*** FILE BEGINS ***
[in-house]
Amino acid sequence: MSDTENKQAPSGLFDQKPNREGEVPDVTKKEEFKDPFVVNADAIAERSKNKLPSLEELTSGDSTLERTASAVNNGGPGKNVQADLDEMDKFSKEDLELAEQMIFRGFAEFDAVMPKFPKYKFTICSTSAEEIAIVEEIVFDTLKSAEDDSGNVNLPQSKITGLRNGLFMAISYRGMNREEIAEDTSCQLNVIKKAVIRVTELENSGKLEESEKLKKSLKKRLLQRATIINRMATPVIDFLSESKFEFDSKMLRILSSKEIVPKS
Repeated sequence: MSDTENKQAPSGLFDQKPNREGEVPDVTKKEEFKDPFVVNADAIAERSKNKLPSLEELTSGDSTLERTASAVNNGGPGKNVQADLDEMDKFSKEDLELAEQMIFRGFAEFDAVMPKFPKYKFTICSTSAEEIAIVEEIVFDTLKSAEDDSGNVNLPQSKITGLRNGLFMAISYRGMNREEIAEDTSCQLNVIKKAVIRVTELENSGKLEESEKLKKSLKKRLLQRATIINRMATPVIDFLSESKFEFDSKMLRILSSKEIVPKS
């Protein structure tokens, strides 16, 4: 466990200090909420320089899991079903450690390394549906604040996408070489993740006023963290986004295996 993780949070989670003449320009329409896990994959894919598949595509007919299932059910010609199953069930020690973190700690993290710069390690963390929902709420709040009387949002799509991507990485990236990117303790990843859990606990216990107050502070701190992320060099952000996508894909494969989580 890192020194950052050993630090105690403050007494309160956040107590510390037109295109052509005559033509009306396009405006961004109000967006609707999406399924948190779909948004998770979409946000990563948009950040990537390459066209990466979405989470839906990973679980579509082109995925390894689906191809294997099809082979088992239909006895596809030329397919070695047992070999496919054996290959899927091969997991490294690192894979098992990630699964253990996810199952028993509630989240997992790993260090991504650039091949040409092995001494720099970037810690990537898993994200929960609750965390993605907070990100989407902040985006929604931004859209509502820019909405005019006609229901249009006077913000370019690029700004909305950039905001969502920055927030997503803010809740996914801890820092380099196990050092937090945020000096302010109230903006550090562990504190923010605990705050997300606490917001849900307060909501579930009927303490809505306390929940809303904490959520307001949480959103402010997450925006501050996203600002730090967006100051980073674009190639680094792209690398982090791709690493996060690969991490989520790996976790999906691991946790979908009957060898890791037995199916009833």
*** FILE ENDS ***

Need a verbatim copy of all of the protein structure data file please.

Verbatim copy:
[in-house]
Amino acid sequence: MSDTENKQAPSGLFDQKPNREGEVPDVTKKEEFKDPFVVNADAIAERSKNKLPSLEELTSGDSTLERTASAVNNGGPGKNVQADLDEMDKFSKEDLELAEQMIFRGFAEFDAVMPKFPKYKFTICSTSAEEIAIVEEIVFDTLKSAEDDSGNVNLPQSKITGLRNGLFMAISYRGMNREEIAEDTSCQLNVIKKAVIRVTELENSGKLEESEKLKKSLKKRLLQRATIINRMATPVIDFLSESKFEFDSKMLRILSSKEIVPKS
Repeated sequence: MSDTENKQAPSGLFDQKPNREGEVPDVTKKEEFKDPFVVNADAIAERSKNKLPSLEELTSGDSTLERTASAVNNGGPGKNVQADLDEMDKFSKEDLELAEQMIFRGFAEFDAVMPKFPKYKFTICSTSAEEIAIVEEIVFDTLKSAEDDSGNVNLPQSKITGLRNGLFMAISYRGMNREEIAEDTSCQLNVIKKAVIRVTELENSGKLEESEKLKKSLKKRLLQRATIINRMATPVIDFLSESKFEFDSKMLRILSSKEIVPKS
């Protein structure tokens, strides 16, 4: 466990200090909420320089899991079903450690390394549906604040996408070489993740006023963290986004295996 993780949070989670003449320009329409896990994959894919598949595509007919299932059910010609199953069930020690973190700690993290710069390690963390929902709420709040009387949002799509991507990485990236990117303790990843859990606990216990107050502070701190992320060099952000996508894909494969989580 890192020194950052050993630090105690403050007494309160956040107590510390037109295109052509005559033509009306396009405006961004109000967006609707999406399924948190779909948004998770979409946000990563948009950040990537390459066209990466979405989470839906990973679980579509082109995925390894689906191809294997099809082979088992239909006895596809030329397919070695047992070999496919054996290959899927091969997991490294690192894979098992990630699964253990996810199952028993509630989240997992790993260090991504650039091949040409092995001494720099970037810690990537898993994200929960609750965390993605907070990100989407902040985006929604931004859209509502820019909405005019006609229901249009006077913000370019690029700004909305950039905001969502920055927030997503803010809740996914801890820092380099196990050092937090945020000096302010109230903006550090562990504190923010605990705050997300606490917001849900307060909501579930009927303490809505306390929940809303904490959520307001949480959103402010997450925006501050996203600002730090967006100051980073674009190639680094792209690398982090791709690493996060690969991490989520790996976790999906691991946790979908009957060898890791037995199916009833």